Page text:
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Hi all,,,This is something i heard of recently, an ibs patient is given the feaces of a "healthy" patient to reintroduce healthy bacteria to the colon. Theory being that the cause of the IBS is a bacteria inbalances of some type.....Anyone got any ideas on this, or has anyone undergone this type of procedure? With good results???
 

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Yes i am having the fecal transplant in two weeks. I am currently on prep meds for it. I had cdiff a while back and have been left with really bad stomach issues that hopefully this will fix
 

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Is this serious? Are these doctors for real?I always thought faeces is nothing but human waste products and only good for compost at best!Strange.
 

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It isn't just about putting the feces in (as that is a waste product, you don't need more of it).It is about reseeding the gut with a different set of bacteria. It isn't that easy to separate the bacteria from all the stool and keep them all viable (and some don't live well outside of humans) so what you are trying to do is swap out the colon flora and a lot of those bacteria come out with the stool so it is the easiest place to get a bunch of it.
 

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Its not really such a strange concept at all. Years ago I recall reading a National Geographic edition concerning elephants which told how the young calfs must eat their mother's, or older elephants, dung in order to obtain the necessary intestinal bacteria to survive. I believe it was also said that there was at least one incident where, when for whatever reason, a calf couldn't get this dung and so aquire the microbes, it wasted away.
The calf will also eat small amounts of older animal's dung which helps them acquire necessary microbes to aid digestionhttp://www.zsl.org/info/media/press-releas...86,1586,PR.html
 

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The fecal transplant is done under strict conditions. The donor is tested for hiv hep c an a raft of infections.The transplant is done with greater than 95% success in people with cdiff which i had and continue to get symptoms from. It also repopulates the stomach with good flora species. Thousands of patients have undergone this procedure in Aus.
 

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Up to this point, fecal transplantion has been used to try and repopulate the good bacteria in the gut of people like Cazza who have had a serious bout of C-Diff. It is not yet widely used for other reasons/problems. But, has been found to be beneficial to many of the people with C-Diff who have had the procedure done. The feces are not put into your body, per se. Feces are taken, the good bacteria from the feces is separated out and introduced into the gut via a tube into the gut, if my understanding is correct. We had a discussion about this on the IBD Forum some time ago but I think it got wiped out when the system went down about a year ago. But, you can read an article I wrote about it here: http://www.healthcentral.com/ibd/c/2623/47...gs-worms-answer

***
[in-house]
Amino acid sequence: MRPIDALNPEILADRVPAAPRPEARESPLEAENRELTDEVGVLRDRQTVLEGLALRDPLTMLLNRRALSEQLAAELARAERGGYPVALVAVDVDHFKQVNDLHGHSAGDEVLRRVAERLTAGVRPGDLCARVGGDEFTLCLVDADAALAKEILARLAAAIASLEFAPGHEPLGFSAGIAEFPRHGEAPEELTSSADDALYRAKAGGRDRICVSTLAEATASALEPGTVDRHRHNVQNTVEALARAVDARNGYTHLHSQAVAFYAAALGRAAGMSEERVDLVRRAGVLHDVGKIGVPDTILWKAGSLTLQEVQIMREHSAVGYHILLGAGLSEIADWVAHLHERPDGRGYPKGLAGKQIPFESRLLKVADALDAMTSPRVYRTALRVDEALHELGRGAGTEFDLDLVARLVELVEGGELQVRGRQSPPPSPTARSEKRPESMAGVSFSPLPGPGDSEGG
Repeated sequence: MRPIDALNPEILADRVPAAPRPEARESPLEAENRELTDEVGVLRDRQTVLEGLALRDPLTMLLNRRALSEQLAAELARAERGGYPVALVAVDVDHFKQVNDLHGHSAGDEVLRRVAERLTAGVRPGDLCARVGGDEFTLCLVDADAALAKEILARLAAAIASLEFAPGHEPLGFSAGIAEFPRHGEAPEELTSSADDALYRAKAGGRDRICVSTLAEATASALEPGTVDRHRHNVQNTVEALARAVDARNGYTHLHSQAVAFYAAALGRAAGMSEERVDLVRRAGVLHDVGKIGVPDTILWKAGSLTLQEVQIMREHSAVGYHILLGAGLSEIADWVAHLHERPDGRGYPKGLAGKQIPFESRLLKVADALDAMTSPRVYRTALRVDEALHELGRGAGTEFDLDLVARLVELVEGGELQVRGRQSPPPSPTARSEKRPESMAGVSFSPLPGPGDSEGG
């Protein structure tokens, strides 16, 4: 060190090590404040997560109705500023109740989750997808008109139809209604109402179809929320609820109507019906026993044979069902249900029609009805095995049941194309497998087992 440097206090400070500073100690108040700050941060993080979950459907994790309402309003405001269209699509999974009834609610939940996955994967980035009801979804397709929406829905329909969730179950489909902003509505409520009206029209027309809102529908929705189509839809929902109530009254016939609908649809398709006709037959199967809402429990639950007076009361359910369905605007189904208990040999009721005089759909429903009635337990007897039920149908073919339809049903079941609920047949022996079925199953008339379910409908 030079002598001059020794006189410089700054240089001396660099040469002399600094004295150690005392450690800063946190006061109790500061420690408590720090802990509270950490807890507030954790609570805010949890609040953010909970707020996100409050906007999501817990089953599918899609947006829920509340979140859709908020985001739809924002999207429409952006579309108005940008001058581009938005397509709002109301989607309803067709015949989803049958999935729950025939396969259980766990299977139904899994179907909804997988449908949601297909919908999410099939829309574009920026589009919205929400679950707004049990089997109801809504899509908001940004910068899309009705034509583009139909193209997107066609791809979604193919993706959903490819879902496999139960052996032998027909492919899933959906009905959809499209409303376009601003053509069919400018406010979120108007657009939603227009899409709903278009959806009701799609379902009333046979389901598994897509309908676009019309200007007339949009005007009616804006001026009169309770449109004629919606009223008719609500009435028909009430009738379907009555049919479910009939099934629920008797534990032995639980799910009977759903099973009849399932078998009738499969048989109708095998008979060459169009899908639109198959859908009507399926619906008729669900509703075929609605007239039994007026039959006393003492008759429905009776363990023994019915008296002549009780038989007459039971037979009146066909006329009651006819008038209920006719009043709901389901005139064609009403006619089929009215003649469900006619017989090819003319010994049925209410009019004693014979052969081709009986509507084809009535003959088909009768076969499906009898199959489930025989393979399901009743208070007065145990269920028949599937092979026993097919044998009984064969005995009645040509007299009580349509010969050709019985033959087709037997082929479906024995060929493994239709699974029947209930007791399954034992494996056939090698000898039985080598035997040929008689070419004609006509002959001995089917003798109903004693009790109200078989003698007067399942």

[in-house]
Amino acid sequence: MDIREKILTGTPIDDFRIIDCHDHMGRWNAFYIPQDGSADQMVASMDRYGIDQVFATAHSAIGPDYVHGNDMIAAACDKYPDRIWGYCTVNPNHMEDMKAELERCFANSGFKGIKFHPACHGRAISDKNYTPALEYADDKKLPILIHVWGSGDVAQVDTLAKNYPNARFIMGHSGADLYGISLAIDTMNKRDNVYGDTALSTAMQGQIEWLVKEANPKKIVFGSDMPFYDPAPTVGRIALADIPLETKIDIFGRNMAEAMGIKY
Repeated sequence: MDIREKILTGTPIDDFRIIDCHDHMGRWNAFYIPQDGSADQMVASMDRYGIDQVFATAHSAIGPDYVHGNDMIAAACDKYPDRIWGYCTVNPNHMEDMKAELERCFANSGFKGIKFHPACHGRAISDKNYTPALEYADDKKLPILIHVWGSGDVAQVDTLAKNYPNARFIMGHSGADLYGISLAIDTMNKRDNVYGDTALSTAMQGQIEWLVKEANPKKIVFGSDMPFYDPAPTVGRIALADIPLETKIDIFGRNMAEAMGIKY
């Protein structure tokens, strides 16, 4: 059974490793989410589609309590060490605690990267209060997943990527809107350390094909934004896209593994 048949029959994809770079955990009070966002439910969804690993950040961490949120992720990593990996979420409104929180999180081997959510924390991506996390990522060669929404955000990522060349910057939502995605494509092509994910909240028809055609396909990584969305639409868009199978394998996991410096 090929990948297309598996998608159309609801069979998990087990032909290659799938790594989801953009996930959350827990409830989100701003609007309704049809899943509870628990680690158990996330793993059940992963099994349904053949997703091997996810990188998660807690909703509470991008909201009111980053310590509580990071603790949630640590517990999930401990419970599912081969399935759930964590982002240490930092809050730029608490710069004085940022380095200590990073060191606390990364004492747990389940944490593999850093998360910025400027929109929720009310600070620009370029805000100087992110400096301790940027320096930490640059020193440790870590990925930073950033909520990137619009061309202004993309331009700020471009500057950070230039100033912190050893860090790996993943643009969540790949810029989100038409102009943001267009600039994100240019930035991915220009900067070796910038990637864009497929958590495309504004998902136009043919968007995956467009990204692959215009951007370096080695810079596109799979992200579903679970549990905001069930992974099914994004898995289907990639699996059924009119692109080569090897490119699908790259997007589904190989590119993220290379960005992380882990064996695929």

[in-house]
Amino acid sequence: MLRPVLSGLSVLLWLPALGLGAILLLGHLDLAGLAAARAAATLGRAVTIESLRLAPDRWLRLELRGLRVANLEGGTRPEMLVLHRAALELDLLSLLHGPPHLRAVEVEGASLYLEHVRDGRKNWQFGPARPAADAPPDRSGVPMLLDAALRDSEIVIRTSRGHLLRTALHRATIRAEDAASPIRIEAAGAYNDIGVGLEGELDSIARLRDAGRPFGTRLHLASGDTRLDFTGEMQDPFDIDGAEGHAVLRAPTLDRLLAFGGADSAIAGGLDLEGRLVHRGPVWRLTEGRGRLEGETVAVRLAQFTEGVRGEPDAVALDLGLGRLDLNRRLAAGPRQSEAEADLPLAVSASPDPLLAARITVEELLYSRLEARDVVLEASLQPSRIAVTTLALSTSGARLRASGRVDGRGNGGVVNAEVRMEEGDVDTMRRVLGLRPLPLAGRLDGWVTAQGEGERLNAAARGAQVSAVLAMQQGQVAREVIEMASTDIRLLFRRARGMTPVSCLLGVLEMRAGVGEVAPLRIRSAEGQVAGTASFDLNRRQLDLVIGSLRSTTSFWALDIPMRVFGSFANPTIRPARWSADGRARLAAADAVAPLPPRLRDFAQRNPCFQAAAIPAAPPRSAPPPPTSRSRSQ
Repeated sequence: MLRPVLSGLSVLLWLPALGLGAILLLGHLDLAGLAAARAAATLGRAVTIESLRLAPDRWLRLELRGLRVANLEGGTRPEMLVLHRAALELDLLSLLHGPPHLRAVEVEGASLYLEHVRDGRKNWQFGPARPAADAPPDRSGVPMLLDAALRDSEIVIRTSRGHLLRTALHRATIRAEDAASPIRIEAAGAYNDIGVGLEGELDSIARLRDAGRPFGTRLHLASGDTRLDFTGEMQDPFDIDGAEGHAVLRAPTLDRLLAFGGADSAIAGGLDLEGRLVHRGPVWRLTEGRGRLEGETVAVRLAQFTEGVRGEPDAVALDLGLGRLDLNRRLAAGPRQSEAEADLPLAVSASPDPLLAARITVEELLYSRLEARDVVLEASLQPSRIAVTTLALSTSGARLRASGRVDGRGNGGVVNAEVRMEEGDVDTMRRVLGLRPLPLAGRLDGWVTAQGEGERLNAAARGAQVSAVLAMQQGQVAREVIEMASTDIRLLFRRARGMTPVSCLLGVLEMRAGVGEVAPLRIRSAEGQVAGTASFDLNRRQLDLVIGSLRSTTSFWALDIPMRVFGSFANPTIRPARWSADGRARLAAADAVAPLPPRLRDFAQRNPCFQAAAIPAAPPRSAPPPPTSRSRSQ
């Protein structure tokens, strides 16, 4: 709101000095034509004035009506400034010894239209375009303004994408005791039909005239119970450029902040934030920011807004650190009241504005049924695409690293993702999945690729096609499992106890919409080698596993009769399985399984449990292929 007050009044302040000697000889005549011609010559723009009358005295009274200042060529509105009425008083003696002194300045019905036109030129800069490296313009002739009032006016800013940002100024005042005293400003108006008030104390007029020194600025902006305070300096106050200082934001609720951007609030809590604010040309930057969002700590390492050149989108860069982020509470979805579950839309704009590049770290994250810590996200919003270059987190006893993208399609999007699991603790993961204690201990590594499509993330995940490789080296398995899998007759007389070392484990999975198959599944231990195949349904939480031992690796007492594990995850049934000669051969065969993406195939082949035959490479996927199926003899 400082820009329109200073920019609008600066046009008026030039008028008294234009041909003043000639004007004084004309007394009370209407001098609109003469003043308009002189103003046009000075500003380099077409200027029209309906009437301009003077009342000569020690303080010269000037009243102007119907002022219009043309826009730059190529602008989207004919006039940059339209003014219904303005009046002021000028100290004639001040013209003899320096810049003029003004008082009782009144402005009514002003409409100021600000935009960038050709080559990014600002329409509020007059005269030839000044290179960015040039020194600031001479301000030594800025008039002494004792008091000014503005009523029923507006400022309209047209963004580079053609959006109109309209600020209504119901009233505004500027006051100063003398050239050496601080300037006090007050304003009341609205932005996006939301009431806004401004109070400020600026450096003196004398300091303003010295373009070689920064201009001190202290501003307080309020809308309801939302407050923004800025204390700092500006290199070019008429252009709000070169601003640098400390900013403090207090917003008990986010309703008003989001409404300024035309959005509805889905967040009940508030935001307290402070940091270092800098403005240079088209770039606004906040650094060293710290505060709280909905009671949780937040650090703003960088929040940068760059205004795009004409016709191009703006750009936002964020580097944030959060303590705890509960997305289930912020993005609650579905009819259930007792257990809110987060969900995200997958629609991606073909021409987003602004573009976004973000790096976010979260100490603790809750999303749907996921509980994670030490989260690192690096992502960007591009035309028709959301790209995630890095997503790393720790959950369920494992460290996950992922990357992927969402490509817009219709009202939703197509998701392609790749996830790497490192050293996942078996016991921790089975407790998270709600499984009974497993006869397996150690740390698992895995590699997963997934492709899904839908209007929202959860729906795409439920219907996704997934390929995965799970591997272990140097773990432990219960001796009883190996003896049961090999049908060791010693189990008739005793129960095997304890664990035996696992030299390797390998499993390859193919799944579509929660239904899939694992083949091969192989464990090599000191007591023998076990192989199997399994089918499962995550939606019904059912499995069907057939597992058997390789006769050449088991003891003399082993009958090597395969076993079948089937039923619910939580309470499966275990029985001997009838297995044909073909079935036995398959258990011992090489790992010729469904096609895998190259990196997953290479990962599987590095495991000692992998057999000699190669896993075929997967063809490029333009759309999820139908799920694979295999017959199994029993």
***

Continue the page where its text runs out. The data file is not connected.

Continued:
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Its not really such a strange concept at all. Years ago I recall reading a National Geographic edition concerning elephants which told how the young calfs must eat their mother's, or older elephants, dung in order to obtain the necessary intestinal bacteria to survive. I believe it was also said that there was at least one incident where, when for whatever reason, a calf couldn't get this dung and so aquire the microbes, it wasted away.
Oh yum! Poop soup, anybody?Wouldn't eating yogurt have a similar effect? In traditional diets fermented foods are a very important and staple food. Most will have some kind of fermented product - yogurt, kefir, kvass, kombucha, sauerkraut, etc. It is only in our Western diet that these foods are largely ignored. Even the Inuit and other cold climate dwellers eat their putrid, fermented fish, etc.In our diet, yogurt is usually consumed as a probiotically 'dead', sweet, sickly, highly processed and often chemicalised fat-devoid dessert which has little or no benefit - and due to the low-fat and high-sugar may actually be damaging.Interestingly, in our area, some of the local hospitals have been giving pre-op patients courses of probiotics to try and give them some protection against hospital-acquired bacterial infections like C. Diff and MRSA.
 

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From a professional point of view, now that a map of teh gut bacteria has been made, teh fecal transplant has teh potential to be more accurately targetted in teh near future. as it stands at present it is a pretty good way to re seed teh gut, but the long term benifits are hit and miss as you often have to have it done again after 6 months or a year. As i have all but completely cured my self of IBS, GERD, Gastritis from taking specific strain probiotics, i can see teh benifit of this type of thing, especially where Cdiff has been a problem. i changed my diet to extremes and nothing else worked which pointed me in teh direction that not all IBS is related to food, and a food intolerance isnt necessarily IBS. Good luck mate, dont worry about a thing, everything will be iree. cheersIan
 
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